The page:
THE good folk of Agra must get proper fed up with the constant stream of women trailing their husbands and boyfriends towards that bench in front of the Taj Mahal in order to re-enact the classic Princess Diana shot.

And the people of Paris must surely find the throngs crowding around the foot of the Eiffel Tower très irritating.

Pity the busy New Yorkers battling their way through upward gazing crowds in front of the Empire State Building, and the harrassed London commuters weaving between the throngs in Covent Garden.

The world over, people who live near famous landmarks tut, sigh and shake their heads at the tourists who impede their daily lives with their very presence.

Never mind the money they bring to the economy or the kudos a world-renowned site brings to one’s home turf.

Really, it’d be much better if they just went away and left the locals to get on with their unremarkable lives in peace.

Now Swindon has joined the heady ranks of displeased natives.

We too can grumble and moan about the inconvenience created by large crowds of people all united in the same pursuit.

Although in our case, there is no Coliseum, or Vatican or Acropolis drawing the unwelcome masses.

No, our outrage has been sparked by a bunch of people running a race.

By all accounts the newly revamped Swindon Half Marathon was a roaring success.

More people than ever laced up their trainers and pounded the 13.1 miles through the rain on Sunday.

The new route, taking in some of the town’s humble landmarks, was hailed a triumph.

The people who took part, whatever their finishing time, can be proud of themselves for taking on the challenge in the first place and, after months of hard work, succeeding at it.

Even more than their own personal achievement in running for so many miles in pretty grotty weather, many of the participants should be proud that their efforts will benefit charity.

All in all, every one of us in this town should be proud that a tradition that last year looked as though it might have bitten the dust has been revived with such aplomb.

But no. Some people were trying to get places in their cars and it took longer than it normally would. And this has infuriated them.

Now, let’s be honest here, nobody likes sitting in traffic. It’s got to be up there in the top five most annoying things ever, along with the Birdie Song, people who say ‘cheer up, it might never happen’, misplaced apostrophe’s (see what I mean) and sitting on a train next to someone with leaky headphones.

But, dear motorists, let’s just experiment with a little perspective here.

The half marathon happens one day a year.

For one day, people come from all over to our town to take part in our race. For the visitors, it is their chance to see our all too often maligned metropolis for themselves and realise it’s actually quite nice.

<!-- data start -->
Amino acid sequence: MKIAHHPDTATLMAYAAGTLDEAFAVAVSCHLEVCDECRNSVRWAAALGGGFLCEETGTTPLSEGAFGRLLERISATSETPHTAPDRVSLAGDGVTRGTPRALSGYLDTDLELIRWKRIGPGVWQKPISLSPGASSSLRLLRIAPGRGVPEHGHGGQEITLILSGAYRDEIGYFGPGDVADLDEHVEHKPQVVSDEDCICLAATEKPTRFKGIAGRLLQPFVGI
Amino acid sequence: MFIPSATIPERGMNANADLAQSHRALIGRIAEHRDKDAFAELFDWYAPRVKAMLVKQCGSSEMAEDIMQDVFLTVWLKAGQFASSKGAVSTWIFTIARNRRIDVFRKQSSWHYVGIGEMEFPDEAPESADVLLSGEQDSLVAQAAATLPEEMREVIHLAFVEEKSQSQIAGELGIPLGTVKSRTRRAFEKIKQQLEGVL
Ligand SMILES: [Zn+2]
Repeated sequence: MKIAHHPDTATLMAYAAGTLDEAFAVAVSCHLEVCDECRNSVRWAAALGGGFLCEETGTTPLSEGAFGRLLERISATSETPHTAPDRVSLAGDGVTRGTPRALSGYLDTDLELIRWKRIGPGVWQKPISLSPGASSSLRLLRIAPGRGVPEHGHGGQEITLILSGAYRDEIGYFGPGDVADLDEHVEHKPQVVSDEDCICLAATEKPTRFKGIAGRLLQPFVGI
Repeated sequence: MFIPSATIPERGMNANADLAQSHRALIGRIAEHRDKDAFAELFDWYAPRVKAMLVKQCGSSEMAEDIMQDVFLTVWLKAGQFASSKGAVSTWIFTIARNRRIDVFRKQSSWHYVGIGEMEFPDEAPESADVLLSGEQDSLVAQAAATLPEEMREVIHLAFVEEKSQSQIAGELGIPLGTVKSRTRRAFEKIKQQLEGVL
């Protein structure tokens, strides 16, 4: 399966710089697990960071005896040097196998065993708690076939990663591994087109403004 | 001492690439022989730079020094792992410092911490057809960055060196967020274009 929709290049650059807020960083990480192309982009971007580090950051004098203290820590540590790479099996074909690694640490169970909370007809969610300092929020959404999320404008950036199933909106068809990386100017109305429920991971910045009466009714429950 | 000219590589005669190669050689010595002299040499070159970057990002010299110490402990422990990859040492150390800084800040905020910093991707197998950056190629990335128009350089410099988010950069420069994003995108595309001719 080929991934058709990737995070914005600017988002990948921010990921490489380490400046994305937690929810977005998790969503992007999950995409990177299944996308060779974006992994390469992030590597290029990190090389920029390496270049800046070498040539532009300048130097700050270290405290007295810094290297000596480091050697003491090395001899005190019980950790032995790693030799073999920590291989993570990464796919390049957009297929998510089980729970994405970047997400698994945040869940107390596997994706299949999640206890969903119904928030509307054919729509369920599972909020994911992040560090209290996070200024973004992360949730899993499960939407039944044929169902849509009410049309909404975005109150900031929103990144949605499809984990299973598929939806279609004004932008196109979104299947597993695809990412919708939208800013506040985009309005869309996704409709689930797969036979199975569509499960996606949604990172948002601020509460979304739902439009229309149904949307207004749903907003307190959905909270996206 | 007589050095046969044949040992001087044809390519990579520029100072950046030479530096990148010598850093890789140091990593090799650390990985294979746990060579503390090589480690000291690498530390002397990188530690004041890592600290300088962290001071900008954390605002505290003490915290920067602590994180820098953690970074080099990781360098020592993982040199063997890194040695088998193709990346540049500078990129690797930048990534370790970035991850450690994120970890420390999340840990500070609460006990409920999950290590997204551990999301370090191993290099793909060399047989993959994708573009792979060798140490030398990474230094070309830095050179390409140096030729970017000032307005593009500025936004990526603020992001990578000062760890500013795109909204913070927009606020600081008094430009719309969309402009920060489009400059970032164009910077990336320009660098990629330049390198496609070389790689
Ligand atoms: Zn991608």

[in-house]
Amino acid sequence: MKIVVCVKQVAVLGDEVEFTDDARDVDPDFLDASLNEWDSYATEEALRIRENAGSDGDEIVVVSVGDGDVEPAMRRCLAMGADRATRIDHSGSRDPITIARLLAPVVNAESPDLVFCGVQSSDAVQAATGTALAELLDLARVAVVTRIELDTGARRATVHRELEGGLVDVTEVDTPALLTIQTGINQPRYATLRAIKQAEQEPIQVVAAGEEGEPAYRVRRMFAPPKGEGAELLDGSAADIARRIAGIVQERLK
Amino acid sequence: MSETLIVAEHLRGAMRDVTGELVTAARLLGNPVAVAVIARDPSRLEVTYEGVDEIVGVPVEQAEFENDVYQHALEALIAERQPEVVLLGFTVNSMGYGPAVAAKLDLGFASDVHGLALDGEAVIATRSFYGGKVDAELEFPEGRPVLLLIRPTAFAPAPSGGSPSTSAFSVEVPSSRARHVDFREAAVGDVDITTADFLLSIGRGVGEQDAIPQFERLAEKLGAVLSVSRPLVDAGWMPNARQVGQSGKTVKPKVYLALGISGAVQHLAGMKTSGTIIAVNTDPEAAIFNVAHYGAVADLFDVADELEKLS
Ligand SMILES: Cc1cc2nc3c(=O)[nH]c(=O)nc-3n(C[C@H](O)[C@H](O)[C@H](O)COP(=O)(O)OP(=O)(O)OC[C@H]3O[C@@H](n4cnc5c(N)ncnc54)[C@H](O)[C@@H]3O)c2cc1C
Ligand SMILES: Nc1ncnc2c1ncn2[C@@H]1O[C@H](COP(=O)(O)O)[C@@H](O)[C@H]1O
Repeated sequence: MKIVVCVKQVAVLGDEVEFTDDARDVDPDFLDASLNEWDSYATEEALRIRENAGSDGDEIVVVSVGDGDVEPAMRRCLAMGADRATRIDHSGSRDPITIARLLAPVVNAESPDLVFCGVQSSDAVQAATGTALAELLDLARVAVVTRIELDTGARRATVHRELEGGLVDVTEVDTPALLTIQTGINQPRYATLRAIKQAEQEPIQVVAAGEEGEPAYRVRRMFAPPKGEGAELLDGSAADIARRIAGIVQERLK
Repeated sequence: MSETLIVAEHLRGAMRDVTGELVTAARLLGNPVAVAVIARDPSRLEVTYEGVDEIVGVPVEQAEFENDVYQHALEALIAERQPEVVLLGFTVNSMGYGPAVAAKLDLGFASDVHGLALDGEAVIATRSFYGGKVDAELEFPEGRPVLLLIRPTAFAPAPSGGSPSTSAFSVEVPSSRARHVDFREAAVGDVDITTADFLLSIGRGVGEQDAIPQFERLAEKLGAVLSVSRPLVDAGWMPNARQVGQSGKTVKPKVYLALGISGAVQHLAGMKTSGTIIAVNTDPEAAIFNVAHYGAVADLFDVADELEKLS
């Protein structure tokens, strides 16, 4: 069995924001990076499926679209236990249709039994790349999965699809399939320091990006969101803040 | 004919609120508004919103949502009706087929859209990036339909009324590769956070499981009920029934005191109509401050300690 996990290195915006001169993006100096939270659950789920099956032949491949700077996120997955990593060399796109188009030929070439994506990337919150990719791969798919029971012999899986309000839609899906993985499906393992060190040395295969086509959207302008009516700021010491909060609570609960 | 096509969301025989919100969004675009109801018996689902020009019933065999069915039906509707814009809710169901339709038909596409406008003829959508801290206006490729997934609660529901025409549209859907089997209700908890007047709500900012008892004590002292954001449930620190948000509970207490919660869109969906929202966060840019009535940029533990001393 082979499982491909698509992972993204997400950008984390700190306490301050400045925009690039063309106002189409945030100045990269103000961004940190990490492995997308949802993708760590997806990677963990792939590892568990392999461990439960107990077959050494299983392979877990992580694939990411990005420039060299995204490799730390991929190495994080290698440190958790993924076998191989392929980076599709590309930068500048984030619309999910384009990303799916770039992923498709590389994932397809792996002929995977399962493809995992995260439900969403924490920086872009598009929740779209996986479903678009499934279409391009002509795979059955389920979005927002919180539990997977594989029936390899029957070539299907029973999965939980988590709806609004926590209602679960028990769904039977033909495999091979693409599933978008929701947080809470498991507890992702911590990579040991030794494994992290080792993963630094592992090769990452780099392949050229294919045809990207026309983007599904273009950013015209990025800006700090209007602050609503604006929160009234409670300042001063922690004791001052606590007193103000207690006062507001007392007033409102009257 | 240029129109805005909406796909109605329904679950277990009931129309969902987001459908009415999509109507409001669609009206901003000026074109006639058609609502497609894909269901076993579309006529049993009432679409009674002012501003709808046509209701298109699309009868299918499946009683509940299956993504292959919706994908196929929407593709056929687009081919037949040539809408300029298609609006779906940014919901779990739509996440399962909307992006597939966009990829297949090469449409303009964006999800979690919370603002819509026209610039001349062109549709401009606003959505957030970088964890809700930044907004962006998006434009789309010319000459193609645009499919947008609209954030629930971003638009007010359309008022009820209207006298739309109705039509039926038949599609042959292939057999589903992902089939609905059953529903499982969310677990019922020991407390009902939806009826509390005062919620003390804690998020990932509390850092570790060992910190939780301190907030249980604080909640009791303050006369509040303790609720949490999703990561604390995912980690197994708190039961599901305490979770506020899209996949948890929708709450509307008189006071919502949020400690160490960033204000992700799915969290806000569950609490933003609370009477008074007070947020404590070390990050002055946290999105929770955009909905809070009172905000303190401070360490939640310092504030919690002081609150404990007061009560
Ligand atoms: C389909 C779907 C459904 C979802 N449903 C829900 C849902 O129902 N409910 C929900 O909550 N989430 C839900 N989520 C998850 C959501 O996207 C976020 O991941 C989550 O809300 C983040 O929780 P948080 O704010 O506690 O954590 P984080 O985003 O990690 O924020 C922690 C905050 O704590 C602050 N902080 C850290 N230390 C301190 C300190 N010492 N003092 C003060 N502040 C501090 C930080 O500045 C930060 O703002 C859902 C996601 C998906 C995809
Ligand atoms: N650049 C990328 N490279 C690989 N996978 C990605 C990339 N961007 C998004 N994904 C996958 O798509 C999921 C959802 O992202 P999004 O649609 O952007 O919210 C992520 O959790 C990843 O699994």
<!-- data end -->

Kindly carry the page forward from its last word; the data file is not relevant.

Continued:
For the locals, it is their chance to pound the streets cheered on by their nearest and dearest, who they know will be brimming with enthusiasm and delight.

It is every runner’s chance to smash his or her expectations in making it round the full 13.1 miles or by beating their personal best.

It is a day for all of us to be proud.

So next year, take your foot off the gas and your hand off the horn and applaud the efforts of all those involved. You will get where you’re going soon enough. It’s up to you whether you arrive with a frown on your face or a smile.

Proud to boo baddies

“SO is it all songs, all the way through?” asked my chum, tentatively, over dinner.

I choked on my cheese and truffle tortelli.

I knew he was an opera novice but there’s not knowing anything about opera and there’s not knowing anything at all about opera.

I broke the news gently and told him if he really hated it he could leave in the interval.

Fast forward an hour or so and the interval curtain fell on the Russian State Opera’s production of Madama Butterfly.

“Wow, that went fast!” said the friend —surely a good sign?

And yes, he enjoyed it thoroughly, as did the rest of the audience at the Wyvern, if the semi-standing ovation was anything to go by.

The rapturous applause was peppered with panto-esque booing as the ‘baddies’ took their bows.

That’s what I love about this town. You can go to the theatre to watch the opera and it’s not all snooty and pseudo-intellectual. Here you’ll get a crowd who will whoop and cheer and boo with gusto, leaving the performers in no doubt at all that we all had a thoroughly good night. Even if it was all songs, all the way through.

  • BOSSES at the Great Western Hospital have spoken out to reassure us that they are able to provide patients with good care, despite the ever-rising pressures placed on the health service.

This is good news for any of us who may become sick or who knows a patient.

What would be even better news would be if the powers that be stopped putting such pressure on our doctors and nurses by sitting down and addressing the underfunding that has landed us in this position in the first place. A first world country should not be worried that it may not be able to cope with the sick.